⭐️ By the way, we highly recommend grabbing a copy of this book if you are planning to self-drive in Botswana. Check it out on their online store or on Amazon here


    Our Hilux 4×4 Camper has a 60-litre water tank and we also had another 25 litres on top of that.

    We thought 85 litres would be enough for our planned 5 nights, with enough left over in case something happened, like a breakdown (and by that I mean a breakdown of the vehicle … and hopefully not us), or we were bogged and couldn’t dig ourselves out, or heavy rains that forced us to wait it out somewhere.

    After three nights we had already used our 60 litres tank of water. On day four, although we had enough water to last another night, we knew that we would be in strife if anything hampered our leaving of the reserve.

    We made the decision to leave a day early.

    Central Kalahari Game reserve signage
    Signage in the Central Kalahari Reserve

    The Need to be Self-Sufficient in the Central Kalahari Reserve

    As you would expect, without water or any facilities you will need to be completely self-sufficient in the Central Kalahari.

    Along with enough water, you will need to make sure you have enough food and fuel.

    (We stocked up on food and fuel in Letlhuane, at a Pick N Pay in Teemane Mall — see map)  

    In summary, when visiting the Central Kalahari make sure you have:

    • Enough Water, food and fuel for your trip
    • First Aid Kit
    • Vehicle recovery equipment
    • Satellite phone or Garmin Satellite communicator (That’s what we have)

    READ MORE: For more information on planning a road trip and vehicle preparation, read our article about Planning a Road Trip and jump to the 4WD section.

    Shelley by vehicle looking out over the grasses on Piper Pan
    Taking in the vastness of Piper Pan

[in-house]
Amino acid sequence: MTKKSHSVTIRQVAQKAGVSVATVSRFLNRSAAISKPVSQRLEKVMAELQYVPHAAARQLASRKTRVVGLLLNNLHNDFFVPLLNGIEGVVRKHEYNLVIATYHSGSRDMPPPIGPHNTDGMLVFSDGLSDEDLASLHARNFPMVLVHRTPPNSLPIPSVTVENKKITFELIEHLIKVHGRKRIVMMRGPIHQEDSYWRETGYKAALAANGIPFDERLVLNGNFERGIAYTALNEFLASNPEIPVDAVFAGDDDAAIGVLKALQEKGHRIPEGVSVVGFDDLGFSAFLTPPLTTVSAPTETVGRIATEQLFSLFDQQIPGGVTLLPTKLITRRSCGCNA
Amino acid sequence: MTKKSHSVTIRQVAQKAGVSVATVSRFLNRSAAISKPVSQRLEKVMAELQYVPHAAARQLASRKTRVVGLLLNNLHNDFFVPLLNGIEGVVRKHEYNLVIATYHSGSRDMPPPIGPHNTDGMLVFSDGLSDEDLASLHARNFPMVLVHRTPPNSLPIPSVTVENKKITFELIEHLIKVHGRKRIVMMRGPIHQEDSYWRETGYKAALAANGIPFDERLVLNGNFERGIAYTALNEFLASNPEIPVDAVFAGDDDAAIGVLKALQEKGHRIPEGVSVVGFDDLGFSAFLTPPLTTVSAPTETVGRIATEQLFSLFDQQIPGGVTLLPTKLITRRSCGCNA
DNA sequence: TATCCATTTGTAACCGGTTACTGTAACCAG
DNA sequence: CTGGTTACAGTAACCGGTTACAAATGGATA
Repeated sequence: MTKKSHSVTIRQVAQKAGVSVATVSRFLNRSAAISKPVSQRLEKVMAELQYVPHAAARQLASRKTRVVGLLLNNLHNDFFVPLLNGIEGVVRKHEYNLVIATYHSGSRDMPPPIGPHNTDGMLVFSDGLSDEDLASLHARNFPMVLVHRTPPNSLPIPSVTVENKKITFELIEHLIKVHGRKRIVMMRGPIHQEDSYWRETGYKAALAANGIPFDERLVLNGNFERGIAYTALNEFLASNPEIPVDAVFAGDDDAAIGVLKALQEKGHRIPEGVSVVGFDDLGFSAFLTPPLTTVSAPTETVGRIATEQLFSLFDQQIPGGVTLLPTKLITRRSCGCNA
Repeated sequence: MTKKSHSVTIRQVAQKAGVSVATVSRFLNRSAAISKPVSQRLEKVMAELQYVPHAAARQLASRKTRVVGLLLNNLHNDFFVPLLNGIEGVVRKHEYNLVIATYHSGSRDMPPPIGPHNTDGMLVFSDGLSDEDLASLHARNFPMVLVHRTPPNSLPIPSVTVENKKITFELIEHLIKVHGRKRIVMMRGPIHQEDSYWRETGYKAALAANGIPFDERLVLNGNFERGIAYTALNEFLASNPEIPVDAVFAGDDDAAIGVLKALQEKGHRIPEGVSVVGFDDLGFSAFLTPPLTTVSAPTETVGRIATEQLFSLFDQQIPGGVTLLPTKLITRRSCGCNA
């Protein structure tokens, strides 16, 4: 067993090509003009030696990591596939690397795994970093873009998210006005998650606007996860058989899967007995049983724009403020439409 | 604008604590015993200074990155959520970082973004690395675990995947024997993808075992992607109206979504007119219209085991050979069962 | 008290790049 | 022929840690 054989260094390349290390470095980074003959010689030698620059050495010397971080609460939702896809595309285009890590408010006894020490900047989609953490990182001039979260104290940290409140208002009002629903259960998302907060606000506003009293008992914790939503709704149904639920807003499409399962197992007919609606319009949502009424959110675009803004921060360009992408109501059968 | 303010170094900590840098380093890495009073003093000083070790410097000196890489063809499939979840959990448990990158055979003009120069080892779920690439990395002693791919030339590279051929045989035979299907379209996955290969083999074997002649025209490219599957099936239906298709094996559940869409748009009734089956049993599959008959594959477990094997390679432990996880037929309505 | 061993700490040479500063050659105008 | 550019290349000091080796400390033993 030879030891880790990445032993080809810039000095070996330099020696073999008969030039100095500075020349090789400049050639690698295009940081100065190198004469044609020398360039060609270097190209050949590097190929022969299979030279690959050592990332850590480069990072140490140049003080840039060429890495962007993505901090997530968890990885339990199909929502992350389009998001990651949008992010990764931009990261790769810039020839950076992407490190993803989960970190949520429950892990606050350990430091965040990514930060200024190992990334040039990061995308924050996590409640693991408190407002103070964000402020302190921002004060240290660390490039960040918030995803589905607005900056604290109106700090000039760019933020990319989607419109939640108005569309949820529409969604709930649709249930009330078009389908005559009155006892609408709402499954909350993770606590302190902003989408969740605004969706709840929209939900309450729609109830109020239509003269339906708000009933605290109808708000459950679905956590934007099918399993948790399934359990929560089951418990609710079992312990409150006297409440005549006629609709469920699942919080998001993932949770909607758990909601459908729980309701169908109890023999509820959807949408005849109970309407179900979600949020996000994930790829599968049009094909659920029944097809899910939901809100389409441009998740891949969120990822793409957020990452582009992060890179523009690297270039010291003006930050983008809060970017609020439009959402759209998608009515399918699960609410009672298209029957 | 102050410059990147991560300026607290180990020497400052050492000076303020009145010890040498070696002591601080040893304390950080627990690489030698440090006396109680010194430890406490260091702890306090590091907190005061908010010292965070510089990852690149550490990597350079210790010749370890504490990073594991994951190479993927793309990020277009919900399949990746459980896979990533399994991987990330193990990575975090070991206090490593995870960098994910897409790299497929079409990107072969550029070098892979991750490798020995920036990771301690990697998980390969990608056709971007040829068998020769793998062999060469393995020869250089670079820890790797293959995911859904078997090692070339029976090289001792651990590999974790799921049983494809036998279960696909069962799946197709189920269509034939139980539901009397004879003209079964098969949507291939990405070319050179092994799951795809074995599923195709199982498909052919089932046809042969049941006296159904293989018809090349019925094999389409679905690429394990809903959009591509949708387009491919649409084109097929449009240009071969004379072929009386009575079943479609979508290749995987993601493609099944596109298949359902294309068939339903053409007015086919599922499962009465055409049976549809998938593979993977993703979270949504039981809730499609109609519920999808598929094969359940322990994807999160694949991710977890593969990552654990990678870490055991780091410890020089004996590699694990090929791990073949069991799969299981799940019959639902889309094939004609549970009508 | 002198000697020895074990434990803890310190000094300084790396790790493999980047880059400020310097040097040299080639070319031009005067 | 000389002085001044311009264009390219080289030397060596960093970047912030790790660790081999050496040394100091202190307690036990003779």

Tracks4Africa Maps

    The best maps for travelling in Southern Africa are those by Tracks4Africa. They include all the sand tracks and we have found them to be the most reliable and easy to use.

    They also give the average times between points which is really useful, because sometimes what may be a short distance can take a long time due to the driving conditions. A classic example is the Central Kalahari.

    We have also tried many map apps and by far the best is the Tracks 4 Africa app.

    We use paper maps for planning our route and then the Tracks4Africa app en route. The GPS marker tracks our position, so as chief navigator, this makes my job so much easier!  

    👉 Take a look at the range of maps and GPS apps they offer here

    Driving Conditions in the Central Kalahari Game Reserve

    When you leave the main road on your way to the gate, make sure to reduce tyre pressure. There are areas of deep sand and in the rains, there can be boggy mud and clay areas.

    All of the information we read before visiting the CKGR, mentioned that this area was one of the most challenging in Botswana and that it was not recommended for the inexperienced 4×4 driver and those not used to camping.

    We had read many warnings about driving in the Central Kalahari in the summer. The rains can bring treacherous conditions with deep bogs and flooded stretches of track.

    When we were there, however, from the 19th to the 23rd of January, we only had a few drops of rain and all the tracks, although badly rutted in places were drivable.

    Make sure you have all the necessary vehicle recovery equipment such as snatch straps, jacks, and the like.

    The road is churned up in places
    Evidence of past struggles between road and vehicle

    Hiring a 4×4 Rental for Exploring the Central Kalahari & Botswana

    Thinking of hiring a camper in Botswana?

    We recommend using Motorhome Republic to find you the best deal – they search all the local reputable African rental companies, for example, Avis Safari, Britz and Caprivi Car Hire.

    They do all the hard work for you and are available 24/7 to help you.

    We used them when renting for 12 months in Europe and not only was the customer service excellent but they were able to find us better offers than when we approached the companies ourselves.

    Since Covid, there has been a worldwide shortage of campers and limited availability, so do book early to make sure you can rent the vehicle that suits you best.

    ✍️  Get an Instant quote from Motorhome Republic today